Honor Flight mission accomplished
WASHINGTON, D.C. — Eighty-five veterans from across the Upper Peninsula traveled from Delta County Airport in Escanaba to Washington, D.C. and back while participating in Mission XVII of the U.P. Honor Flight Wednesday.
“The veterans had an amazing day,” U.P. Honor Flight President Scott Knauf said.
U.P. Honor Flight is a non-profit organization that gives veterans in the region all-expenses-paid trips to visit memorials in the nation’s capital. Veterans from World War II, the Korean War and the Vietnam War were present for Mission XVII, which left the airport in Escanaba at 6:38 a.m. Wednesday and landed at Ronald Reagan Washington National Airport about an hour and a half later.
One Honor Flight participant — Joseph Schaffer of Pembine, Wis., who served in the Air Force during the Korean War and Vietnam War — received a surprise before he even left the airport in Washington. He was greeted there by his daughters, Donna Nolan and Debbie Coloney, who live in Waldorf, Md., and Peachtree City, Ga., respectively.
“I had no idea that they would be here,” Schaffer said.
At the airport, Honor Flight participants boarded charter buses to travel around Washington. These buses transported veterans, their guardians and other Honor Flight volunteers; the buses also received a police escort during the day.
Those on the Honor Flight visited a wide variety of memorials in the Washington area Wednesday. The first point of interest they stopped at was the United States Navy Memorial.
William Weissert, of Escanaba, who served in the Navy during the Vietnam War, said he was impressed by the memorial.
“It just brings back memories,” he said of “The Lone Sailor,” a statue featured there.
Weissert also felt Washington was “pretty unique.”
“(It’s) big, lots of buildings, lots of history, and it’s our nation’s capital,” he said.
The tour group went on to visit the World War II Memorial, where veterans posed for a group photo in front of the Rainbow Pool. Later, Richard Derby Sr., of Marquette — who served in the Medical Corps attached to the United States Air Force during World War II — said he was awed by the memorial.
“It’s just beyond description — beyond words,” he said.
Derby had been to Washington in the past; however, he had not visited the World War II Memorial before. He said he appreciated the Honor Flight for giving him the opportunity to see this memorial and others.
“I’m just ecstatic with the joy of being here,” he said.
During their visit to the World War II Memorial, some veterans on the Honor Flight had the opportunity to meet U.S. Rep. and retired U.S. Marine Corps lieutenant general Jack Bergman.
“I never miss an Honor Flight when they’re coming into town … it’s my honor to honor them,” Bergman said.
Travelers on the Honor Flight went on to visit the Franklin Delano Roosevelt Memorial, where they enjoyed a picnic lunch. Knauf said visiting this memorial was not part of the original itinerary for the day.
“We changed up our schedule, and it went better than planned,” he said.
The group’s next stop was the Arlington National Cemetery. There, Honor Flight participants had an opportunity to observe the changing of the guard at the Tomb of the Unknown Soldier.
James Jauquet, of Sagola, who served in the Army during the Korean War, was stationed at the gate of Fort Myer near Arlington in 1953 and 1954.
“I spent 20 months there,” he said.
Jauquet said he was grateful for the opportunity to revisit memorials he remembered from his time serving in the area.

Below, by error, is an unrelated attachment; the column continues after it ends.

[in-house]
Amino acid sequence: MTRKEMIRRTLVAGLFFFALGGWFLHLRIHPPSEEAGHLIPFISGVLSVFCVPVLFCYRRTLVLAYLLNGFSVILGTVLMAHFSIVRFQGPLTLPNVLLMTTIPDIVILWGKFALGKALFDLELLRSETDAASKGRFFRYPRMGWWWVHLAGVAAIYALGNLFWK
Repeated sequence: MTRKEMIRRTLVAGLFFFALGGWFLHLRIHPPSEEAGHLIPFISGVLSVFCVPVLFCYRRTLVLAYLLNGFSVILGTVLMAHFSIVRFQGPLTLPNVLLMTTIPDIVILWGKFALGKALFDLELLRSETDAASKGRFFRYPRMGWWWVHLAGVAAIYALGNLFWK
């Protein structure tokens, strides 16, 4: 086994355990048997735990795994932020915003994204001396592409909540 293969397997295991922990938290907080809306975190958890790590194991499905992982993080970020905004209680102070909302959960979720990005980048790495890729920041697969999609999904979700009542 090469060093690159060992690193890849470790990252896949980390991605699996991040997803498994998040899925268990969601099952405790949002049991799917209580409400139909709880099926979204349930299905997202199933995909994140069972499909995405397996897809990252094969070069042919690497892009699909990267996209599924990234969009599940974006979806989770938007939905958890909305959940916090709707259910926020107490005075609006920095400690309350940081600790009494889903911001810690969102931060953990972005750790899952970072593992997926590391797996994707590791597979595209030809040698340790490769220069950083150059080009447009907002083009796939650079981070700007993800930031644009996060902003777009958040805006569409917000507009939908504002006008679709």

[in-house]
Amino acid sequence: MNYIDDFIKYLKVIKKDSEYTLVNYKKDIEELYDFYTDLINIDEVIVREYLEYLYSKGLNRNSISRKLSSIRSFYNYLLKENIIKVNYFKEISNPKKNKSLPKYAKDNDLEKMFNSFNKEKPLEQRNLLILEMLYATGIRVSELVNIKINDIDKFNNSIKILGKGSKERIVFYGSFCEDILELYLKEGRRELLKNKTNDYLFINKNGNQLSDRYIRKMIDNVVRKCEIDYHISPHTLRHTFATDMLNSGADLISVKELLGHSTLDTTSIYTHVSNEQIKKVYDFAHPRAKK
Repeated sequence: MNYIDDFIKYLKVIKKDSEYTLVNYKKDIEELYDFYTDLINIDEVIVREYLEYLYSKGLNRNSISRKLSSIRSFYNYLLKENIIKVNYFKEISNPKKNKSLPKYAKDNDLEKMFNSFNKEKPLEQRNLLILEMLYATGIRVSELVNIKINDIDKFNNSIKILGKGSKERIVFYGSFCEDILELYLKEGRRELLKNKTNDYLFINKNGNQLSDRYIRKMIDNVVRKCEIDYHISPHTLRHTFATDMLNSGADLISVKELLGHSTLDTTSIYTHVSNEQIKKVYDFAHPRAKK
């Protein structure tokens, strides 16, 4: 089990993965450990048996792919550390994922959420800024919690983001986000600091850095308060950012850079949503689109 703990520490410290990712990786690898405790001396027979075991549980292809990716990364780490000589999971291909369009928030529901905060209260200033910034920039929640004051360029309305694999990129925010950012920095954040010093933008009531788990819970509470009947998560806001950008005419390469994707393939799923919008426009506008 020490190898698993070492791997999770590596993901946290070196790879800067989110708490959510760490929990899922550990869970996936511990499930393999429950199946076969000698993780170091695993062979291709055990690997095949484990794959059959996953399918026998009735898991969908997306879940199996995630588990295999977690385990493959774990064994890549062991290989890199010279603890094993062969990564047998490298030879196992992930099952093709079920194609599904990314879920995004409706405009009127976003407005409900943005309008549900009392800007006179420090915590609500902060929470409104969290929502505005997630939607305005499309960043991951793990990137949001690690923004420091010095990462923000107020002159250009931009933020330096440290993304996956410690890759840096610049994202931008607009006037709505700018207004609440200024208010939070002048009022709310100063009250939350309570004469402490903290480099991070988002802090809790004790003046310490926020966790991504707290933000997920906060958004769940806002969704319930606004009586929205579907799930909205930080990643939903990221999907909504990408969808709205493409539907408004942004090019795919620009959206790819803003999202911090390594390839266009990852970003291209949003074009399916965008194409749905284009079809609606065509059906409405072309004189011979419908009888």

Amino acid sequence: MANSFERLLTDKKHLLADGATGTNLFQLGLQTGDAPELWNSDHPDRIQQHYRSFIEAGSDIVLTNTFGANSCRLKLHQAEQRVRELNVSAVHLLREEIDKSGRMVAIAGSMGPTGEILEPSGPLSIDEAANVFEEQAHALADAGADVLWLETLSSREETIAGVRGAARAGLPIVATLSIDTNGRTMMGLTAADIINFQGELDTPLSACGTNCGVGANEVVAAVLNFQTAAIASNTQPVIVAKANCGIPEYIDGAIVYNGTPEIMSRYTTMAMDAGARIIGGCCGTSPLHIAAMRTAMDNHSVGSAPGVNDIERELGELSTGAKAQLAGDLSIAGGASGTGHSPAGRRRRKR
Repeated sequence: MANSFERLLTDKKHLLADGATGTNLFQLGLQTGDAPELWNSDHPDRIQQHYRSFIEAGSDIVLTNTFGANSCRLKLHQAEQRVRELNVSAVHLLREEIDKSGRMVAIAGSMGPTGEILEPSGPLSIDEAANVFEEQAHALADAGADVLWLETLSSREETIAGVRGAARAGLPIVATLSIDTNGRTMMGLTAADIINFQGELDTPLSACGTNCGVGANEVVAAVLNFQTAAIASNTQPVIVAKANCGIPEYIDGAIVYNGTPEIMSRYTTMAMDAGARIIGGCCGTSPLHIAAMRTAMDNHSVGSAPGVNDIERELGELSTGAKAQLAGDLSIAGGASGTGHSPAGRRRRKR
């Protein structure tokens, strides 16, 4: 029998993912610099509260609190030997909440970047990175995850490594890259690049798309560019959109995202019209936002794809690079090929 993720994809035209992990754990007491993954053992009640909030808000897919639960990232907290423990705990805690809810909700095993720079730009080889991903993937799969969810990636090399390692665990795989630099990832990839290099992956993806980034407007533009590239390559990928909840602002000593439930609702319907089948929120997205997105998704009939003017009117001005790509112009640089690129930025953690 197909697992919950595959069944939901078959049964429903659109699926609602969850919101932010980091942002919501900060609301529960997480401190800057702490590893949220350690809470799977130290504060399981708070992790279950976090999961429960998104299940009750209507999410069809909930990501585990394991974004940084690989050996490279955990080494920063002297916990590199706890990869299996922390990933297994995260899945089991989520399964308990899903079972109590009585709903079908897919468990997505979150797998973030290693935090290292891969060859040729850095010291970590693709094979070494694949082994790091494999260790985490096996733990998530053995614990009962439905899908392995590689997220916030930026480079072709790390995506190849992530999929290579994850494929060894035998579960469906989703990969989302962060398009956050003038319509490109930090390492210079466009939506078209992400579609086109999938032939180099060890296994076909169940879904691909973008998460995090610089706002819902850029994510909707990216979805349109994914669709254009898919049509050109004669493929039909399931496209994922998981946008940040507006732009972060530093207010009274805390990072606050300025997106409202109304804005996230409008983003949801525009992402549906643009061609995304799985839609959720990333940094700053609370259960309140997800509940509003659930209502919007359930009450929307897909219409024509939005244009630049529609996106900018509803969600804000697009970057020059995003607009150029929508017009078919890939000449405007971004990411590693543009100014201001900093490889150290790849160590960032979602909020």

“I enjoy it very much,” he said.
When they left Arlington, veterans had time for a photo op at the National Seabee Memorial and a short visit to the United States Air Force Memorial. They then drove past the United States Marine Corps War Memorial before arriving at their final stop of the day: the Lincoln Memorial, the Vietnam Veterans Memorial and the Korean War Veterans Memorial.
Harry Krebs, of Escanaba, who served in the Marine Corps during the Korean War, was one of the veterans who visited the Korean War Veterans Memorial at this time. Krebs said he enjoyed seeing the memorial, which features statues representing those who fought in the Korean War. He also said he would like to see it at night.
“It’s lit up, and they … make it look like they’re going through a foggy area. Another Korea veteran told me it’s spooky — it’s beautiful, but it’s spooky,” he said.
On the whole, Krebs felt the Honor Flight was “fantastic.”
“I thought it would be great, but it’s even better than I thought. It’s just hard to take it in all at once,” he said.
Richard Harrer, of Eagle Harbor, who served in the Navy on river boats during the Vietnam War, was among the veterans who visited the Vietnam Veterans Memorial. He described the experience of seeing the memorial’s famed wall as “very moving.”
“I know I was in tears,” he said.
Harrer encouraged any veterans in the area who have the opportunity to go on an Honor Flight to do so.
“If I could, I’d do it again in a heartbeat,” he said.
After their long day in Washington, Honor Flight participants returned to the airport to board their flight back to Michigan. During the return flight, veterans received a special coin commemorating the event. They were also presented with special messages during “mail call.”
Michael Cowling, of Republic, who served in the Army during the Vietnam War, said the mail call was “overwhelming.”
“Sometimes, you never got mail — I went six months without a letter,” he said.
When they arrived in Escanaba, veterans were welcomed back to the U.P. by a crowd of family members, friends and strangers. This took place at the Van Rooy Hangar at the Delta County Airport.
Although Mission XVII of the U.P. Honor Flight has just been completed, Knauf said the process of planning for Mission XVIII has already begun.
“I was sending some emails out last week trying to confirm my date for next May,” he said.